NASA Docudrama Belatedly Credits Contributions of Unsung African-American Mathematicians
All of the astronauts picked by NASA to participate in its maiden manned space programs, Mercury and Gemini, were white males. However, behind the scenes, there was a dedicated team of African-American, female mathematicians who played a pivotal role in ensuring that they launched and returned safely, whether from orbiting the Earth or a mission to the moon.
Equipped only with pencils and slide rules, these so-called “human computers” were among the best and the brightest minds recruited by NASA to do the critical calculations needed to win the space race with Russia. Author Margot Lee Shetterly gave these unsung heroines their due in “Hidden Figures,” a best seller belatedly crediting their quantitative contributions to the cause.
Besides chronicling their considerable accomplishments, the book also recounted the indignities these brilliant black women simultaneously suffered, simply because they had the misfortune to be living in Virginia during the dark days of Jim Crow. Back then, African-American brainiacs employed by NASA were automatically assigned to work in its segregated West Computing Group.
Directed by Theodore Melfi (St. Vincent), the overlooked icons’ story has now been adapted to the big screen as an uplifting, overcoming-the-odds docudrama. The picture recounts the trials and tribulations of three members of the unit Katherine G. Johnson (Taraji P. Henson), Dorothy Vaughan (Octavia Spencer ) and Mary Jackson (Janelle Monae).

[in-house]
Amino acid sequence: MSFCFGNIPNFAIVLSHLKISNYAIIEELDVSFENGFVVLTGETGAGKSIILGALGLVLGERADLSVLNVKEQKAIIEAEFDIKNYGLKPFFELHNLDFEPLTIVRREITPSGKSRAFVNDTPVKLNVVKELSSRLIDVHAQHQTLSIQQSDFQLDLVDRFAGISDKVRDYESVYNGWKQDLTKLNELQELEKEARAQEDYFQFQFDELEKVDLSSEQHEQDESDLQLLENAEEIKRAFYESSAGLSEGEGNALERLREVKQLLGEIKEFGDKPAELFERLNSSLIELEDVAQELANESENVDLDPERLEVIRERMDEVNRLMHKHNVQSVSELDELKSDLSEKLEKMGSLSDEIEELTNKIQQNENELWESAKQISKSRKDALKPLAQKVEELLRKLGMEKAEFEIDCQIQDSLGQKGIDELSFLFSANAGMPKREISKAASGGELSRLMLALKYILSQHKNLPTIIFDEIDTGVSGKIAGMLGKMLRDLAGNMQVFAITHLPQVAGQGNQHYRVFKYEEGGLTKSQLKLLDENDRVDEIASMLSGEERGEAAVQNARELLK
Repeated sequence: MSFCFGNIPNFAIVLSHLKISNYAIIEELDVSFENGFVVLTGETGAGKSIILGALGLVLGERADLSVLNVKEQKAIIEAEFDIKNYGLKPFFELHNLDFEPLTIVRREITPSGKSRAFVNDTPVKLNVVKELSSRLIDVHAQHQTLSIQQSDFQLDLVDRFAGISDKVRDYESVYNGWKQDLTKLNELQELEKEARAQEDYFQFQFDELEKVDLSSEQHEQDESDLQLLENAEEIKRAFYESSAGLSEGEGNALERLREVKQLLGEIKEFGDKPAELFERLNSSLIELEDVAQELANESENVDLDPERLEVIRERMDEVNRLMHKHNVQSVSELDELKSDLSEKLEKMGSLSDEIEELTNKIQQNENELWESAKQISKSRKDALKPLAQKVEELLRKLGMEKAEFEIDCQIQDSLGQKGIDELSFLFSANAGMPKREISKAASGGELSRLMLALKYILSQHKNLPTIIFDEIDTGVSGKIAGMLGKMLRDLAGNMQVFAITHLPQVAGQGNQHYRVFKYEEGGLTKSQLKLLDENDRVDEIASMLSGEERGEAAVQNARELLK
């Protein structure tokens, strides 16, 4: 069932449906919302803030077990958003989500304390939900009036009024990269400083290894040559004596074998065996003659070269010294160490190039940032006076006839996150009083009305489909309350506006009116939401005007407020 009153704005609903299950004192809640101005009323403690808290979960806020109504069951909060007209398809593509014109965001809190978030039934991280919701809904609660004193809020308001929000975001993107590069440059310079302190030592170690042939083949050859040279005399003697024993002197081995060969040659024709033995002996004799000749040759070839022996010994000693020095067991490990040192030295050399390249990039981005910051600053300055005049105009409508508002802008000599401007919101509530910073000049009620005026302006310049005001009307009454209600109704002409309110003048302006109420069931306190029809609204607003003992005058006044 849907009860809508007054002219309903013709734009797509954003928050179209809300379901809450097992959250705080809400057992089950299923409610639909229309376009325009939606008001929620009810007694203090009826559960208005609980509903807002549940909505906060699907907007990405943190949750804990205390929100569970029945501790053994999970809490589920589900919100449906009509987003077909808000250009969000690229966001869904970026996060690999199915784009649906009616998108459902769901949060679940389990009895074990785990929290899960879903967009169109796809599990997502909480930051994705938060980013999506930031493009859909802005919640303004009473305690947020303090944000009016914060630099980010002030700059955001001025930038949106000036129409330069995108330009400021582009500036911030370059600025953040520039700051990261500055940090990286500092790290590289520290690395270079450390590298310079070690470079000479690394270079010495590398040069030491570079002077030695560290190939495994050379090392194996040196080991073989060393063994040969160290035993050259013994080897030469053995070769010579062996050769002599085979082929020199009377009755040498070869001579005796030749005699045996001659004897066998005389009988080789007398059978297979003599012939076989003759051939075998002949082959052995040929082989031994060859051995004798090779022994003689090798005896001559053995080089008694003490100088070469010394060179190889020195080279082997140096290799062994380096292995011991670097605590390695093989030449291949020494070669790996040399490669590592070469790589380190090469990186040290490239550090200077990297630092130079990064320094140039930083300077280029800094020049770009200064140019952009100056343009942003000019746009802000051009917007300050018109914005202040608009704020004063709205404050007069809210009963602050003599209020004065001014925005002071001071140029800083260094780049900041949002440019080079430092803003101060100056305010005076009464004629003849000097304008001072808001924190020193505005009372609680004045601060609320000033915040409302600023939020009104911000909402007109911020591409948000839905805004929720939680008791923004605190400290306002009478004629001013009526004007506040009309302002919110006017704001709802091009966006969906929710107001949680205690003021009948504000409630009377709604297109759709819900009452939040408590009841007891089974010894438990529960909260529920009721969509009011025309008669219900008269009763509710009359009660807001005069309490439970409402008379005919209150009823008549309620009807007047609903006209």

We are flies on the wall when, without complaining, Katherine routinely has to run to a distant “Colored” ladies room despite the presence of one for whites right nearby. On another occasion, we witness Mary’s frustration in furthering her education on account of the fact that blacks aren’t allowed to matriculate at the local college offering the courses she needs.
By film’s end, both the bathroom and school are indeed integrated, albeit after an emotional intervention by NASA administrator Al Harrison (Kevin Costner). A worthwhile, teachable moment correcting a shameful chapter in American history.
Excellent (4 stars)
Rated PG for mature themes and mild epithets
Running time: 127 minutes
Distributor: 20th Century Fox
Kam Williams is a syndicated film and book critic who writes for 100+ publications around the U.S., Europe, Asia, Africa, Canada and the Caribbean. He is a member of the New York Film Critics Online, the NAACP Image Awards Nominating Committee and Rotten Tomatoes.
In addition to a BA in Black Studies from Cornell, he has an MA in English from Brown, an MBA from The Wharton School, and a JD from Boston University. Kam lives in Princeton, NJ with his wife and son.